No two persons ever read the same book. --Edmund Wilson

Friday, March 30, 2018

2018/14: The Seven Deaths of Evelyn Hardcastle -- Stuart Turton

I'm reminded of Daniel's pleas yesterday, his delicate way of speaking, as though I might fracture if pressed too hard. He thought I was mad, as this maid does now. Given what's happening to me, what I think is happening to me, I can't be certain they're wrong. [loc. 1563]
A country-house murder with a time-loop twist. Our narrator wakes in a forest, with no memory of his own name: no memory of anything except the name Anna. He hears a woman's scream, then is given a silver compass and told 'East' by a mysterious figure whose face he never sees. Following directions, he stumbles up to the front door of Blackheath, where a house party is taking place. Soon, a masked figure appears, and informs him that a murder will occur late in the evening -- a murder that won't look like a murder. (The title, of course, refers to the victim.) Our narrator is there to solve it -- and he has eight chances, living the same day eight times as eight different guests. If he succeeds, he will have a tomorrow. If he fails, says the masked figure, the loop will reset, and he'll live through this day another eight times.

He's not the only person investigating the crime. He has rivals, each aiming to be the one to solve the murder and win their freedom. He may also have an ally -- though he's not always clear as to which of the other characters that might be. And, of course, the masked figure's information may be inaccurate. Can our narrator retain enough sense of himself and his mission to solve the murder? And if he saves the murder victim in the process, has any crime been committed?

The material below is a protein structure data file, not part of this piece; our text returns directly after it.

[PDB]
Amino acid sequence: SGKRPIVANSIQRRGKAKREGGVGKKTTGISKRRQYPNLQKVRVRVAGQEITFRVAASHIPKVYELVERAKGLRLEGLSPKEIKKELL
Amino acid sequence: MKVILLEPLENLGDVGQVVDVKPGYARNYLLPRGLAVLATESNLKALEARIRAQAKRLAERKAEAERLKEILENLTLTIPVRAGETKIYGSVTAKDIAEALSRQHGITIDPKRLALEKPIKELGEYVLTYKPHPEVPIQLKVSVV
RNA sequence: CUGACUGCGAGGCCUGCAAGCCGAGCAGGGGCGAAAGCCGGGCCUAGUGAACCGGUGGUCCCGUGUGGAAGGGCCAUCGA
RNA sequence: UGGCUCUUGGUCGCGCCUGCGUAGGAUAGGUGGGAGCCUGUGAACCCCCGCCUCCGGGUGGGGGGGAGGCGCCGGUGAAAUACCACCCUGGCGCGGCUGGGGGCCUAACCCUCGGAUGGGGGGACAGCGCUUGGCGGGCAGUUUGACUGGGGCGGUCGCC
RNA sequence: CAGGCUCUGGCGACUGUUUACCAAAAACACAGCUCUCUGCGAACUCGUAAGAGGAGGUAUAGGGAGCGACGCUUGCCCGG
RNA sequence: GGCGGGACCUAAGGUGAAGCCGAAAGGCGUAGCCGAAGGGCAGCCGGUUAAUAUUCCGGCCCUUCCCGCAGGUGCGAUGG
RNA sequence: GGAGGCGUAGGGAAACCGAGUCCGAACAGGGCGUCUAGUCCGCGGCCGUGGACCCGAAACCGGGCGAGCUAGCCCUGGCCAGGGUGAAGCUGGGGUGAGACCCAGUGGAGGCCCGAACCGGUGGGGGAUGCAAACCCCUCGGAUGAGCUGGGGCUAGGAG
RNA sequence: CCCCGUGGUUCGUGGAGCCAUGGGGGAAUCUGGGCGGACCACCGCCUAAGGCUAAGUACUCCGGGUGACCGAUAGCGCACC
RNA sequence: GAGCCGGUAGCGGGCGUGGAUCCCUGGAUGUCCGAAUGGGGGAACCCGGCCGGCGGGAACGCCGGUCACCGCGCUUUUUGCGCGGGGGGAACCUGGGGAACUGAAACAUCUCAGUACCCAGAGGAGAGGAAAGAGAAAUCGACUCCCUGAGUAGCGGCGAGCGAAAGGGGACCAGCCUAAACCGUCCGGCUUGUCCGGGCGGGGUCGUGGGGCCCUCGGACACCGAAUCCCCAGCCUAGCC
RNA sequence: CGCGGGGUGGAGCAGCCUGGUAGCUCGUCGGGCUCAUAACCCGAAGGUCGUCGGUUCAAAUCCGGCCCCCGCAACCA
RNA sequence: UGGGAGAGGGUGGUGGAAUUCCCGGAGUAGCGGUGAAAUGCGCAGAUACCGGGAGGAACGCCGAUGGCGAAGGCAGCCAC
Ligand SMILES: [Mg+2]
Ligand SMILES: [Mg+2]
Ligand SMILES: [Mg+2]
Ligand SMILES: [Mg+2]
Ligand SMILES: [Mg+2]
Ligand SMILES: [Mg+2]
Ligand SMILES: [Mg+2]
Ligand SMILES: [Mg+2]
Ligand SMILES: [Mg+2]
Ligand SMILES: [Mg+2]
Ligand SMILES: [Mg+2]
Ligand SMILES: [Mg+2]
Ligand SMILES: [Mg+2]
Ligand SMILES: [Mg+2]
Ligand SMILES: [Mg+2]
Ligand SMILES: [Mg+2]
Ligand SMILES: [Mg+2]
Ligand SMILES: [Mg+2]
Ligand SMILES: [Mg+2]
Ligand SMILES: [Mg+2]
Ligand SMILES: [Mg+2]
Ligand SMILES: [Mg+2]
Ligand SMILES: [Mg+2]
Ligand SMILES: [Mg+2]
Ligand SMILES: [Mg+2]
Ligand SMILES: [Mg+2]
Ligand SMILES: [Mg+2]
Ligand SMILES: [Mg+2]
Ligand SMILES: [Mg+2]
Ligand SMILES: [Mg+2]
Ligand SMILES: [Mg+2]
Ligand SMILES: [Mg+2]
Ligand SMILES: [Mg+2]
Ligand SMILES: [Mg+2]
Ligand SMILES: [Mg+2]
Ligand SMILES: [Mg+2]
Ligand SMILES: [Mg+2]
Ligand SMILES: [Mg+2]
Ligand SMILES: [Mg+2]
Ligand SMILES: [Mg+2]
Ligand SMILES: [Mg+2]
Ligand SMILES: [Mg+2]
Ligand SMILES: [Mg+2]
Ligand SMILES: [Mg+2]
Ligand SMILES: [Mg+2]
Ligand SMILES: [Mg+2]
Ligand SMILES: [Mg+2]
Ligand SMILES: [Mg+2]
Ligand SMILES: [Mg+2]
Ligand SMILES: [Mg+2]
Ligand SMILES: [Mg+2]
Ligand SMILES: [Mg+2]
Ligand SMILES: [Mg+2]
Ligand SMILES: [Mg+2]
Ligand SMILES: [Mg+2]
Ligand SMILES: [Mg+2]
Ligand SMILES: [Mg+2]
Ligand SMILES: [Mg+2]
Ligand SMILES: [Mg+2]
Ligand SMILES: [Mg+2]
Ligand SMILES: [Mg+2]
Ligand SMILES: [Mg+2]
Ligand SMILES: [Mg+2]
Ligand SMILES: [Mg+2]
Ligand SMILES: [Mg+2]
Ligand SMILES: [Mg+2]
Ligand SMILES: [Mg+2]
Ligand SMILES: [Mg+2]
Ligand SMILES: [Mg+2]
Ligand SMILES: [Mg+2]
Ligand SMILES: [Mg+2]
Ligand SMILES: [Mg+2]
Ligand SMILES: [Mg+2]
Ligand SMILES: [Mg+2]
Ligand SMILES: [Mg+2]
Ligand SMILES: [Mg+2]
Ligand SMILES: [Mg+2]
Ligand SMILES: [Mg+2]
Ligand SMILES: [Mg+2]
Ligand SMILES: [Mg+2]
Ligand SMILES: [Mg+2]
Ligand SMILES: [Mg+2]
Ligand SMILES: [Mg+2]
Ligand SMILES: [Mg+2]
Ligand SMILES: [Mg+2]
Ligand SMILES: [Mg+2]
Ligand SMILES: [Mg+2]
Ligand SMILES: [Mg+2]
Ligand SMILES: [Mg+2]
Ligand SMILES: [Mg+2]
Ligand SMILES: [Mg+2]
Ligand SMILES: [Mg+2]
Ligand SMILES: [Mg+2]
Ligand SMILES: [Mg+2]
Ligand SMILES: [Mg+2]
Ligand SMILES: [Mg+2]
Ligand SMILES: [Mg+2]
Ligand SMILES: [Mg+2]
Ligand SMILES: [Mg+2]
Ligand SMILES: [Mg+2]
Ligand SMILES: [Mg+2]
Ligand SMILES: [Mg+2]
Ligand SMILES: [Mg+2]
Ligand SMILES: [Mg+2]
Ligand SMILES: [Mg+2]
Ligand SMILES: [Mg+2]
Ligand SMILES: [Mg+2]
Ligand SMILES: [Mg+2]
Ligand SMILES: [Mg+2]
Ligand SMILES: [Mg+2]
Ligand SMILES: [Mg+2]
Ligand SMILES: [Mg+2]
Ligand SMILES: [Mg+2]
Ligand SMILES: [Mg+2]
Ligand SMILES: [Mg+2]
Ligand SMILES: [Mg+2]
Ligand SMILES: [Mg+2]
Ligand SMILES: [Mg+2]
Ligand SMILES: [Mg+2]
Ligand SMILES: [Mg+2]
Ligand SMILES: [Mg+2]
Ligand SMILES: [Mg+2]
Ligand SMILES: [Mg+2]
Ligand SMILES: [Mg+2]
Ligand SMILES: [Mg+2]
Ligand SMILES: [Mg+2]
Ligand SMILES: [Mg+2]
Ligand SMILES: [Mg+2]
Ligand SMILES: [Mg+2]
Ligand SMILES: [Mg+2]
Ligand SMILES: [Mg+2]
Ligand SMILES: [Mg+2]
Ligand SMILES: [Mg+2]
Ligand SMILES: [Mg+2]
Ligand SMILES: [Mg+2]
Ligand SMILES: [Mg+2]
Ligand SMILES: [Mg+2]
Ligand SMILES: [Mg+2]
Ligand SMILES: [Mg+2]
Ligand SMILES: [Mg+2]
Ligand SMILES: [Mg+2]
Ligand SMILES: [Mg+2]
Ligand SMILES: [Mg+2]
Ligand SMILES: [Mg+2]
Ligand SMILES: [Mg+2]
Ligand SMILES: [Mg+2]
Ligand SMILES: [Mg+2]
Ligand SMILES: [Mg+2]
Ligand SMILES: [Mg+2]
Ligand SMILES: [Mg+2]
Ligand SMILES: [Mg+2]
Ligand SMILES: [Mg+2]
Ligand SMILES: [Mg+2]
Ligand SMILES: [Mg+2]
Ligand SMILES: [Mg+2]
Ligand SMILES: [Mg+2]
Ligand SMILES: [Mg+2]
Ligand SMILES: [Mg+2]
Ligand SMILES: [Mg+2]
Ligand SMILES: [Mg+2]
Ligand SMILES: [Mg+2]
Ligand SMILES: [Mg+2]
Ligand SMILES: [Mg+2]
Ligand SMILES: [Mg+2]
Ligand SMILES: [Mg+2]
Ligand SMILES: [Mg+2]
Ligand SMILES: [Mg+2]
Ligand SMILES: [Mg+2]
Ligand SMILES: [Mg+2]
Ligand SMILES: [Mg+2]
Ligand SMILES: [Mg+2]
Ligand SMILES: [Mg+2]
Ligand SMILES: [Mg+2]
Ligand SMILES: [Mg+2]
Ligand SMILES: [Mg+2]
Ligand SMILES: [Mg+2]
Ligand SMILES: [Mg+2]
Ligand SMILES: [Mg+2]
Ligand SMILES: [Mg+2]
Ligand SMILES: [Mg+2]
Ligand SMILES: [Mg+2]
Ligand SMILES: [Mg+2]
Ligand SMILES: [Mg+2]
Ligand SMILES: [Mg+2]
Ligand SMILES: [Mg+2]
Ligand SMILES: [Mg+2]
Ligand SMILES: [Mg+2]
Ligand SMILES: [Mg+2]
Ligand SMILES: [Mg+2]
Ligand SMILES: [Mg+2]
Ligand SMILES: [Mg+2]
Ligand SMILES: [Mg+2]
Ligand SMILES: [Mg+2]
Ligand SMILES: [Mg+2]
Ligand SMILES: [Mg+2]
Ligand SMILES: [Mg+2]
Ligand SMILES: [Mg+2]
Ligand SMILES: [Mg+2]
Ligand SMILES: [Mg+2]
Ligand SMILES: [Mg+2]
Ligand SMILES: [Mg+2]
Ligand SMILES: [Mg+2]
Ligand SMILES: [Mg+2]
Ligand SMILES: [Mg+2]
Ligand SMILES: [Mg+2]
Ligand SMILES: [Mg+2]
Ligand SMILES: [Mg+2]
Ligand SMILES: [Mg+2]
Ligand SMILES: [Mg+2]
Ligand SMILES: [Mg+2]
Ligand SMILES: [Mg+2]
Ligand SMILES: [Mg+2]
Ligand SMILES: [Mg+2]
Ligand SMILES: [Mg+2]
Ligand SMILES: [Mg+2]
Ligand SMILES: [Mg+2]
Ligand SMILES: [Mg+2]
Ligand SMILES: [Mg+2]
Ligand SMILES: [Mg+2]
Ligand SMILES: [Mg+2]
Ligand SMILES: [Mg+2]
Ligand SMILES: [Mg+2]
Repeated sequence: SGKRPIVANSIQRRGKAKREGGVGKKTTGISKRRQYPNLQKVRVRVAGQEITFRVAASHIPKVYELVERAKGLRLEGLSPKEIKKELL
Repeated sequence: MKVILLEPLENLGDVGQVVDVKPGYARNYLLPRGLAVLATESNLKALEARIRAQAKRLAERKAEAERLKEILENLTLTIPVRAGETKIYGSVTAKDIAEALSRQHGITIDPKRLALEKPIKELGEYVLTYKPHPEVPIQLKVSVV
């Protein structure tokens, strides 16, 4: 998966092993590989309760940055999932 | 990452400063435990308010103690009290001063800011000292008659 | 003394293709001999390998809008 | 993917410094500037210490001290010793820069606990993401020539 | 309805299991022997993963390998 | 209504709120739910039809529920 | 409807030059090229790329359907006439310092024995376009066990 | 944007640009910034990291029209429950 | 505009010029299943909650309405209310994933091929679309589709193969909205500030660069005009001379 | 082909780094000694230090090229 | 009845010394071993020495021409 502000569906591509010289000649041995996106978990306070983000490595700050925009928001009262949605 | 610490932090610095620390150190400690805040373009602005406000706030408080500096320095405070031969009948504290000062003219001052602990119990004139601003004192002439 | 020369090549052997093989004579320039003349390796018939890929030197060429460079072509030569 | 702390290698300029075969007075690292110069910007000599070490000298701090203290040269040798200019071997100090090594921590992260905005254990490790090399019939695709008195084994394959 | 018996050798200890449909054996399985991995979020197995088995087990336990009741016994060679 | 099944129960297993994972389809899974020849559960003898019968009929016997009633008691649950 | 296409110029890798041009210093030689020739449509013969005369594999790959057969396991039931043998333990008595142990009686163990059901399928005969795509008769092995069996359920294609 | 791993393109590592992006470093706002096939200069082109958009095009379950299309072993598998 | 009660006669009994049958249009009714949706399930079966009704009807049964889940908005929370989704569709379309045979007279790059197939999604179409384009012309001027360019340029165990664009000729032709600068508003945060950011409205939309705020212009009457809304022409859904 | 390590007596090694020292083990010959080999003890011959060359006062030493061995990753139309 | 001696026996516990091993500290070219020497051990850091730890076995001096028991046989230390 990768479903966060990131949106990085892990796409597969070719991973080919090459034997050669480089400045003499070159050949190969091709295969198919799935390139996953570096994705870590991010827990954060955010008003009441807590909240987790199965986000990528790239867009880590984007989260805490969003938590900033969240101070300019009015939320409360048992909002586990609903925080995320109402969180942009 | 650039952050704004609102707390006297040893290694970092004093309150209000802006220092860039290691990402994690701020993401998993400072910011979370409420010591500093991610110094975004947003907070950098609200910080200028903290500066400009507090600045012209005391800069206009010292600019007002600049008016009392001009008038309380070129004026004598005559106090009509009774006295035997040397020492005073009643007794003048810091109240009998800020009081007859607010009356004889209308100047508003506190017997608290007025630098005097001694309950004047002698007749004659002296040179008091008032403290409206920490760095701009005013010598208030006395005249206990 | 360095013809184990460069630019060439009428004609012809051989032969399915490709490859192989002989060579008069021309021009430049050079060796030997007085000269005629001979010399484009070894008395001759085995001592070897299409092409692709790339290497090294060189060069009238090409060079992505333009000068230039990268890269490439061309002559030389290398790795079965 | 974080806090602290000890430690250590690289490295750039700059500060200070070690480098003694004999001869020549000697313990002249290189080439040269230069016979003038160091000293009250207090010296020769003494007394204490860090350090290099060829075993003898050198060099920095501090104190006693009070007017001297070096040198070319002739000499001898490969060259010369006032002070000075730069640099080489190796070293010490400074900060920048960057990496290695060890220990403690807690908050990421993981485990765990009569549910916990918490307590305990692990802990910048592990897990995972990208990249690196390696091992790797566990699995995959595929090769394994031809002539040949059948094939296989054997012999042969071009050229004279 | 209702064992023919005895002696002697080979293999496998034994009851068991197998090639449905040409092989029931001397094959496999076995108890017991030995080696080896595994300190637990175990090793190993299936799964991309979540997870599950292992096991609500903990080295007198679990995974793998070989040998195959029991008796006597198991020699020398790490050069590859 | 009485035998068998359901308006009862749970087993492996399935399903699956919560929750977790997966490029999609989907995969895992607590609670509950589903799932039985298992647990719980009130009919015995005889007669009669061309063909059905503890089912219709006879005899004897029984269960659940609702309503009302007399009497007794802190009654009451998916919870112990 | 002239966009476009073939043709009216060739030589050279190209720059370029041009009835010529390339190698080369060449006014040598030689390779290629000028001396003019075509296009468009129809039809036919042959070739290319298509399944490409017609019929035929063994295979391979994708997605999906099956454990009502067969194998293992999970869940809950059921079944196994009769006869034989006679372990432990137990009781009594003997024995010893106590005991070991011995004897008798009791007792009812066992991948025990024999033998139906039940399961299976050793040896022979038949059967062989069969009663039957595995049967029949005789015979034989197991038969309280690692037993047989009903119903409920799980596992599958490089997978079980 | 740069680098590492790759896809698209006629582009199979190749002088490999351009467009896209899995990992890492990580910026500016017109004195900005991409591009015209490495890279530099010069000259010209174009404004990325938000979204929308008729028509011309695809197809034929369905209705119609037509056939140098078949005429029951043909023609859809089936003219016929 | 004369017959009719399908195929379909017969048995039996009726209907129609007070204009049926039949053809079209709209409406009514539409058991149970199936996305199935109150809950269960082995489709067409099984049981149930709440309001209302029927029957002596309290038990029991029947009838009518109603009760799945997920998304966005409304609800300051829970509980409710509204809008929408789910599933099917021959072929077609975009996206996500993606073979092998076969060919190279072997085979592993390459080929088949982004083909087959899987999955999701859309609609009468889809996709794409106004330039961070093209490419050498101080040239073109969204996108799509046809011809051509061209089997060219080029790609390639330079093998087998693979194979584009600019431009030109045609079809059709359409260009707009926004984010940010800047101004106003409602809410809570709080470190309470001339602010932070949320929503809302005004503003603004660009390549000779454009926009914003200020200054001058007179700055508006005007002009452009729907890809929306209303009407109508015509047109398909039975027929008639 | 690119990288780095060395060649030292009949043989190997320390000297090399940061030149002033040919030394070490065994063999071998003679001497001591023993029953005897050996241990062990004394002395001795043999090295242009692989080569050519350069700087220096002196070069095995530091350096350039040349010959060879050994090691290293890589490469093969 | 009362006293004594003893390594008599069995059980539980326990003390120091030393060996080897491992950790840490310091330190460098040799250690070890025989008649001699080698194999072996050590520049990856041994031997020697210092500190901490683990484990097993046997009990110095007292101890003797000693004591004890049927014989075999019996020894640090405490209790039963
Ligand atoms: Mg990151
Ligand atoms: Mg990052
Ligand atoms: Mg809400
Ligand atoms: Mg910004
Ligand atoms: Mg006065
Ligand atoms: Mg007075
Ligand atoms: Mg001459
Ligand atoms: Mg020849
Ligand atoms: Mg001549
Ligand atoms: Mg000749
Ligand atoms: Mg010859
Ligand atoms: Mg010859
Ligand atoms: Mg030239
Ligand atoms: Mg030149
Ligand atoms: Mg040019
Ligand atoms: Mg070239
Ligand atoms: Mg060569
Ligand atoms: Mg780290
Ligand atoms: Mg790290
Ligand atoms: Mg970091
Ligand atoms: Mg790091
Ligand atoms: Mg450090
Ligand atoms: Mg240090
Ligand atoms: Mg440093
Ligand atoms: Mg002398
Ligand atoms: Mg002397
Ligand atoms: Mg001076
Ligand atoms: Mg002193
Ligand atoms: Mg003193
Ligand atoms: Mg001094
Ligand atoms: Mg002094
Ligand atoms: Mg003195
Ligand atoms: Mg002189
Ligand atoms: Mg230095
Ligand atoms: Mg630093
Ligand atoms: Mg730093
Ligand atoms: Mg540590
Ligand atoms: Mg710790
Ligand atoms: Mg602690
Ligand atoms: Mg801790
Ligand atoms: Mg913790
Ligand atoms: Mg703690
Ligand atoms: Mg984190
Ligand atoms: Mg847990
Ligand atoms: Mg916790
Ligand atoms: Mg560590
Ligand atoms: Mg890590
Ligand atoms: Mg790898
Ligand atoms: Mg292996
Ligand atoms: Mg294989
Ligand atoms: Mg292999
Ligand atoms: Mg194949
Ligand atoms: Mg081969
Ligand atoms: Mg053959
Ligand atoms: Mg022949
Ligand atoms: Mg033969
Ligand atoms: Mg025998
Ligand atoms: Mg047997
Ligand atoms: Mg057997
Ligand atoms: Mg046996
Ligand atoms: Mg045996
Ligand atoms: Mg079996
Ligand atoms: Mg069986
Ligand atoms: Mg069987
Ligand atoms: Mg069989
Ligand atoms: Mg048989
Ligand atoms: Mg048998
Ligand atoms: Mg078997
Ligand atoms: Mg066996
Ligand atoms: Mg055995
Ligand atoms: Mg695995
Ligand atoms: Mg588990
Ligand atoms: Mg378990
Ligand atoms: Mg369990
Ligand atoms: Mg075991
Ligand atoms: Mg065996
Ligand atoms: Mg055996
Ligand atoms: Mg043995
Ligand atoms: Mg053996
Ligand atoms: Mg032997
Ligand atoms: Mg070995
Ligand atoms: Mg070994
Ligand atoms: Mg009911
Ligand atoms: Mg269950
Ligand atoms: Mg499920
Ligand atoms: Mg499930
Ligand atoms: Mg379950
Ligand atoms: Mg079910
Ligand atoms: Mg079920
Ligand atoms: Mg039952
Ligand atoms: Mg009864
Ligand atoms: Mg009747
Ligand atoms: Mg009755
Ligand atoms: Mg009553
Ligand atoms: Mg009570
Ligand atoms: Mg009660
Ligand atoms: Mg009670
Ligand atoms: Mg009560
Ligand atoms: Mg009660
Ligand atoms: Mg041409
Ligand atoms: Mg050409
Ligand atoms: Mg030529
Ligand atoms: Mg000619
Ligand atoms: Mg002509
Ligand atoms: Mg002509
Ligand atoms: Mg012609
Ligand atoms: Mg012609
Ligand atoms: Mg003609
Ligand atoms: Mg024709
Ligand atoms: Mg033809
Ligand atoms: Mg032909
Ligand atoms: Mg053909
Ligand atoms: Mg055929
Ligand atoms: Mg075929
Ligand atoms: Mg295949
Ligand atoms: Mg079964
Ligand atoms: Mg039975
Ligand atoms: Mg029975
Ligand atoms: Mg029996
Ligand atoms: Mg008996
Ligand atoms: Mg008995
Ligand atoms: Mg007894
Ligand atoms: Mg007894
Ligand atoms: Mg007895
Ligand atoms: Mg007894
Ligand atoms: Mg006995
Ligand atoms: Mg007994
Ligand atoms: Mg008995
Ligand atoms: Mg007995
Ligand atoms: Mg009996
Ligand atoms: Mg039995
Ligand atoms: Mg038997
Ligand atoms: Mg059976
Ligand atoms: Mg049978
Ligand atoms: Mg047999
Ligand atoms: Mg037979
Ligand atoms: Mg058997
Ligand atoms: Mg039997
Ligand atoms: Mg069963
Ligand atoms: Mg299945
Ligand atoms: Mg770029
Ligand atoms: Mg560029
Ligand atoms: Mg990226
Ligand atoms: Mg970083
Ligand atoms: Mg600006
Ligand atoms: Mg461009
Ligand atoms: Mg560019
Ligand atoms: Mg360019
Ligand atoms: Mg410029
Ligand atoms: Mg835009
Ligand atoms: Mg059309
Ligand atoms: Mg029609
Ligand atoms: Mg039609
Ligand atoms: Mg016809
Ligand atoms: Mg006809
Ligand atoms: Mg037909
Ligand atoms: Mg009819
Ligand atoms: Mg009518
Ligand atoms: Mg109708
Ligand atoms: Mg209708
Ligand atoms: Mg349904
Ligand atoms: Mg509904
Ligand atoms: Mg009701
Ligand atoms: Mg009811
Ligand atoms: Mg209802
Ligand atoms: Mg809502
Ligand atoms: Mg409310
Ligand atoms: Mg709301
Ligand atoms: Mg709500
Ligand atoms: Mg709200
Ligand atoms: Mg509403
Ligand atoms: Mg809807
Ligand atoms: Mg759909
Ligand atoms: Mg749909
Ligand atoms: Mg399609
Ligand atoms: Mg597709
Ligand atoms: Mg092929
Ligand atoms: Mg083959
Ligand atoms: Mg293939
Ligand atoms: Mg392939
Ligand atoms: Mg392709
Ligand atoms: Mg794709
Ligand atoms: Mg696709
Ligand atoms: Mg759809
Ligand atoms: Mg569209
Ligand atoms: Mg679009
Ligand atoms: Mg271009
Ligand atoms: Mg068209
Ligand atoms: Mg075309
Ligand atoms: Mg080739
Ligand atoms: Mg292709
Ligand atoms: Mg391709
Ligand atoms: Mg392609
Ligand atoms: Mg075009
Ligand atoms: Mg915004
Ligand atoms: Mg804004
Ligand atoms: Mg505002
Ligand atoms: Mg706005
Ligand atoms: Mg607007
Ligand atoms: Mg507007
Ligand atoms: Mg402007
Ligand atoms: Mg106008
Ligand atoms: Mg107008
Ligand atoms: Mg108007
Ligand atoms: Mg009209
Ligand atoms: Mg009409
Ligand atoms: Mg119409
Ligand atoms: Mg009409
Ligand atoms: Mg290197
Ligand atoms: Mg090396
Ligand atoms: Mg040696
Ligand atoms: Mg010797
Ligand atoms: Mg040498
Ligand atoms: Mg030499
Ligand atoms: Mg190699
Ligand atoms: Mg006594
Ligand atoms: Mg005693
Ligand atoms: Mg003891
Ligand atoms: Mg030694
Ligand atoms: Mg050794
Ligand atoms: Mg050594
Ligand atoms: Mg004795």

This is a cleverly-constructed whodunnit, effective on several levels. There's the standard murder mystery: one of the people in the house kills one of the other people in the house. There's the way that each loop, and the associated host, adds both context and confusion to the narrator's understanding. There's the underlying issue of why he's been set to solve the murder at all. And there is the deliciously subtle way in which his personality is modified -- sometimes in unpleasant ways -- by the personalities of the hosts he inhabits.

There are some interesting philosophical notions here, as well as the convolutions of what turns out to be a very twisty murder-mystery. The Seven Deaths of Evelyn Hardcastle is packed with detail, and eminently readable (though I could have done with fewer run-on sentences). Interesting, unusual, recommended.

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